See also



  1. ^ "Japan's smartphone 'zombies' turn urban areas into human pinball", Japan Times, 17 November 2014
  2. ^ Chatfield, Tom. "The new words that expose our smartphone obsessions". www.bbc.com. Retrieved 2019-01-22.
  3. ^ Wordsworth, Dot (17 December 2020). "The word of the year (whether we like it or not)". The Spectator. Retrieved 17 April 2023.
  4. ^ English, BBC Learning. "BBC Learning English - The English We Speak / Smombie". BBC Learning English. Retrieved 25 April 2023.
  5. ^ Mark Sharp (2 March 2015), "Beware the Smartphone Zombies Blindly Wandering Around Hong Kong", South China Morning Post
  6. ^ Duke, Éilish; Montag, Christian (2017), Montag, Christian; Reuter, Martin (eds.), "Smartphone Addiction and Beyond: Initial Insights on an Emerging Research Topic and Its Relationship to Internet Addiction", Internet Addiction: Neuroscientific Approaches and Therapeutical Implications Including Smartphone Addiction, Studies in Neuroscience, Psychology and Behavioral Economics, Springer International Publishing, pp. 359–372, doi:10.1007/978-3-319-46276-9_21, ISBN 9783319462769
  7. ^ Rahmillah, Fety Ilma; Tariq, Amina; King, Mark; Oviedo-Trespalacios, Oscar (2023). "Is distraction on the road associated with maladaptive mobile phone use? A systematic review". Accident Analysis & Prevention. 181. Elsevier: 106900. doi:10.1016/j.aap.2022.106900. PMID 36580764.
  8. ^ David Raven (15 September 2014), "World's first mobile phone walking lane for 'zombie pedestrians' addicted to texting", Daily Mirror
  9. ^ Heather Chen (7 September 2015), Asia's Smartphone Addiction, Singapore: BBC News
  10. ^ Leo Benedictus (15 September 2014), "Chinese city opens 'phone lane' for texting pedestrians", The Guardian
  11. ^ David Chazan (14 Jun 2015), "Antwerp introduces 'text walking lanes' for pedestrians using mobile phones", Daily Telegraph, Paris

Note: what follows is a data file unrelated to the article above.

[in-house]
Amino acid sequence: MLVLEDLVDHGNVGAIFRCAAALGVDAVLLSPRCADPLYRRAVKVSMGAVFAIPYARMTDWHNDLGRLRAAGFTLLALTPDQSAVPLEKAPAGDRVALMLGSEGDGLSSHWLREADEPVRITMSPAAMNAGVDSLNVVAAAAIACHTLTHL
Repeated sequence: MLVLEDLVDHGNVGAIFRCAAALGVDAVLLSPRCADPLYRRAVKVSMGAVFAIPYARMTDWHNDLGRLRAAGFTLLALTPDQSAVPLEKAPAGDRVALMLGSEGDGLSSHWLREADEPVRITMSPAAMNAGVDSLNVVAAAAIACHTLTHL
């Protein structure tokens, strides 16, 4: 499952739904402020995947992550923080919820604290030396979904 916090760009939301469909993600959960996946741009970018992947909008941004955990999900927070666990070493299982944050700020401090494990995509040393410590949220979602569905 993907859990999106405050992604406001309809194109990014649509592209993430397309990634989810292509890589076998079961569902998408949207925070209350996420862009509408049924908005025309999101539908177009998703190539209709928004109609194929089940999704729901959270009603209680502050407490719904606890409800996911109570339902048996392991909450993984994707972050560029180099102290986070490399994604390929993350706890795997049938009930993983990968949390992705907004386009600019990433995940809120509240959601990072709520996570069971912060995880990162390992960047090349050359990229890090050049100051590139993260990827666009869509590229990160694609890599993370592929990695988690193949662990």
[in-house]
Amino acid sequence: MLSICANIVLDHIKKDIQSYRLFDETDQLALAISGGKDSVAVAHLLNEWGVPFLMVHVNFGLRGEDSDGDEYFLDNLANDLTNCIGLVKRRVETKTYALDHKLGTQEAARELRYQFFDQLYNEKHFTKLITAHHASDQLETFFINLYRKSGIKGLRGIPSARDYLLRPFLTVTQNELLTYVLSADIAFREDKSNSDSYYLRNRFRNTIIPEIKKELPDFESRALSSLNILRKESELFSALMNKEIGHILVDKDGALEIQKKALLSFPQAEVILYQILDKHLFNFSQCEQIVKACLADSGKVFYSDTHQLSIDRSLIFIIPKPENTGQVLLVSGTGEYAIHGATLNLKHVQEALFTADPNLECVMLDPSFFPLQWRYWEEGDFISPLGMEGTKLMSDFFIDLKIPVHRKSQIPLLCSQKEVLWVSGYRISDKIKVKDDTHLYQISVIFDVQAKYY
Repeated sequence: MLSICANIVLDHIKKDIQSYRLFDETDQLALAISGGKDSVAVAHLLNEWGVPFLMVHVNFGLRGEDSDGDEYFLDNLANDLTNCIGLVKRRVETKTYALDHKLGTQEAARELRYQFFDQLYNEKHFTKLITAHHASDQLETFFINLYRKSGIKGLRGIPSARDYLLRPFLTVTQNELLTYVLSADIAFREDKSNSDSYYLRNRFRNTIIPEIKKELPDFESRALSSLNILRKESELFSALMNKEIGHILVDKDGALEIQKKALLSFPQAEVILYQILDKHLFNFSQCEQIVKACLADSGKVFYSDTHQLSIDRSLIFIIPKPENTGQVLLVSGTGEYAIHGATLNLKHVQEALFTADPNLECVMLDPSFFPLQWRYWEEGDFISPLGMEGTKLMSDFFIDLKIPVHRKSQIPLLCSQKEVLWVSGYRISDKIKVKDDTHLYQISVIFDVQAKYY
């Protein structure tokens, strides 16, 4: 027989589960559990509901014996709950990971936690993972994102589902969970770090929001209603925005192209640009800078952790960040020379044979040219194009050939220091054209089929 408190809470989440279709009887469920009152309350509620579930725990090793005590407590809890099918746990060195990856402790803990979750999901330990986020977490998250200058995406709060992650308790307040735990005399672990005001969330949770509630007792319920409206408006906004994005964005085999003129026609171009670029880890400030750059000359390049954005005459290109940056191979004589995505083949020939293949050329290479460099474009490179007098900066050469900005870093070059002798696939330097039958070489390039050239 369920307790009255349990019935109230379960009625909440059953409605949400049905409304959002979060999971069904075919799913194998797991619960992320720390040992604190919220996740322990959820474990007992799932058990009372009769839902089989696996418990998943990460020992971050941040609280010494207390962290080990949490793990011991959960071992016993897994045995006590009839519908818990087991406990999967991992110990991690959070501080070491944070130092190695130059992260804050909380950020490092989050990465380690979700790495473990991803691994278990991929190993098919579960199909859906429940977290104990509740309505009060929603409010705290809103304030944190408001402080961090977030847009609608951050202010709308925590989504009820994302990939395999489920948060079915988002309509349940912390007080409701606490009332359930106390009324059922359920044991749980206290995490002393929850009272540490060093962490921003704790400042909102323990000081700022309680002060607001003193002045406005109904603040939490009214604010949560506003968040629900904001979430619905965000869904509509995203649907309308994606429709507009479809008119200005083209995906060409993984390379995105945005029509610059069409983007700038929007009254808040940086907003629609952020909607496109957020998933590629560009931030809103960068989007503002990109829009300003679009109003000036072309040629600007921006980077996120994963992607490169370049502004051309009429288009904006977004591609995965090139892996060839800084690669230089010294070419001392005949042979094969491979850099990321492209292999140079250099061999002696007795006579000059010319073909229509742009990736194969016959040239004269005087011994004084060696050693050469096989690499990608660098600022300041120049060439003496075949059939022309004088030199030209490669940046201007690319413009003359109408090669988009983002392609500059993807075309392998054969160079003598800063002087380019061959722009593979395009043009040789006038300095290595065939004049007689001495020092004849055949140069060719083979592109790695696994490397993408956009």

12. ^ Pavement lights guide 'smartphone zombies', BBC, 16 February 2017
  13. ^ Janek Schmidt (29 April 2016), "Always practise safe text: the German traffic light for smartphone zombies", The Guardian
  14. ^ "U Zagrebu postavljen semafor koji upozorava pješake zadubljene u mobitele". Tportal.hr (in Croatian). Zagreb, Croatia. HINA. 12 October 2019. Retrieved 14 February 2022.
  15. ^ Max Bearak (21 June 2016), "Seoul wants 'smartphone zombies' to read road signs instead", Washington Post
  16. ^ Peter Apps (31 March 2014), "'Transparent' iPhones: A text and walk plan for those trying to do two things at once", Independent
  17. ^ Brett Molina (25 October 2017), "Looking at your phone while crossing the street will cost you in Honolulu", USA Today
  18. ^ George Pierpoint, Kerry Allen (17 January 2019), 'Smartphone zombie' fine cheered on Chinese social media, BBC News
  19. ^ Jeff Miller (24 October 2014), "Put down the smartphone and make a real connection", Augusta Chronicle[permanent dead link]
  20. ^ Jordan Oloman (16 May 2016), "Word of the Year: SMOMBIES", The Courier[permanent dead link]
  21. ^ Hayley Tsukayama (7 June 2012), "10 Ray Bradbury predictions that came true", Washington Post
  22. ^ Ray Bradbury (2 May 1953), "The Day After Tomorrow: Why Science Fiction?", The Nation

Further reading